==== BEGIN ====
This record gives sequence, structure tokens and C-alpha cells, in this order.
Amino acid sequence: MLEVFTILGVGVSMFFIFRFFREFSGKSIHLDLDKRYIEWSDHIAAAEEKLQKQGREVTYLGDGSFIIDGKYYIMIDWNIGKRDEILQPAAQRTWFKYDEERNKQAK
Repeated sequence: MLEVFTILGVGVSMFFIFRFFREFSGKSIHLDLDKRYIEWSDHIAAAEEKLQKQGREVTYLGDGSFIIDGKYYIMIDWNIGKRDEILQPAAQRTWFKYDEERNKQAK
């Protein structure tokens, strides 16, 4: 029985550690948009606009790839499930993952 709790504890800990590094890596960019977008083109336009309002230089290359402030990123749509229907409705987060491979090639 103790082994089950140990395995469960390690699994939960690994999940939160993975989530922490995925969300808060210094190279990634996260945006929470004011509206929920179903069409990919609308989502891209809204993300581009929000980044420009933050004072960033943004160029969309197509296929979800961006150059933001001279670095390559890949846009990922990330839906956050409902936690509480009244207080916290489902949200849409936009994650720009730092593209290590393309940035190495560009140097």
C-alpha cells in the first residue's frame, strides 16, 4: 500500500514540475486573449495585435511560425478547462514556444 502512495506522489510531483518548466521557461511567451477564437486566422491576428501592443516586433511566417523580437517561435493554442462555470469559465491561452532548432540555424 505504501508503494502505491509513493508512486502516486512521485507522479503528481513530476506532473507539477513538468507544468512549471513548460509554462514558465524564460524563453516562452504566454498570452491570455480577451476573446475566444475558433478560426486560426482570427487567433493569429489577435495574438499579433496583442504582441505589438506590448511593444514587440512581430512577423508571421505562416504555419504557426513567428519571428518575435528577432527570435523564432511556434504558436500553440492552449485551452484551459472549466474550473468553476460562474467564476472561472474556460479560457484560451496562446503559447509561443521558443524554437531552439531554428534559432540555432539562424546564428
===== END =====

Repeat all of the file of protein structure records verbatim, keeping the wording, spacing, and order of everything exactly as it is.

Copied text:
This record gives sequence, structure tokens and C-alpha cells, in this order.
Amino acid sequence: MLEVFTILGVGVSMFFIFRFFREFSGKSIHLDLDKRYIEWSDHIAAAEEKLQKQGREVTYLGDGSFIIDGKYYIMIDWNIGKRDEILQPAAQRTWFKYDEERNKQAK
Repeated sequence: MLEVFTILGVGVSMFFIFRFFREFSGKSIHLDLDKRYIEWSDHIAAAEEKLQKQGREVTYLGDGSFIIDGKYYIMIDWNIGKRDEILQPAAQRTWFKYDEERNKQAK
């Protein structure tokens, strides 16, 4: 029985550690948009606009790839499930993952 709790504890800990590094890596960019977008083109336009309002230089290359402030990123749509229907409705987060491979090639 103790082994089950140990395995469960390690699994939960690994999940939160993975989530922490995925969300808060210094190279990634996260945006929470004011509206929920179903069409990919609308989502891209809204993300581009929000980044420009933050004072960033943004160029969309197509296929979800961006150059933001001279670095390559890949846009990922990330839906956050409902936690509480009244207080916290489902949200849409936009994650720009730092593209290590393309940035190495560009140097």
C-alpha cells in the first residue's frame, strides 16, 4: 500500500514540475486573449495585435511560425478547462514556444 502512495506522489510531483518548466521557461511567451477564437486566422491576428501592443516586433511566417523580437517561435493554442462555470469559465491561452532548432540555424 505504501508503494502505491509513493508512486502516486512521485507522479503528481513530476506532473507539477513538468507544468512549471513548460509554462514558465524564460524563453516562452504566454498570452491570455480577451476573446475566444475558433478560426486560426482570427487567433493569429489577435495574438499579433496583442504582441505589438506590448511593444514587440512581430512577423508571421505562416504555419504557426513567428519571428518575435528577432527570435523564432511556434504558436500553440492552449485551452484551459472549466474550473468553476460562474467564476472561472474556460479560457484560451496562446503559447509561443521558443524554437531552439531554428534559432540555432539562424546564428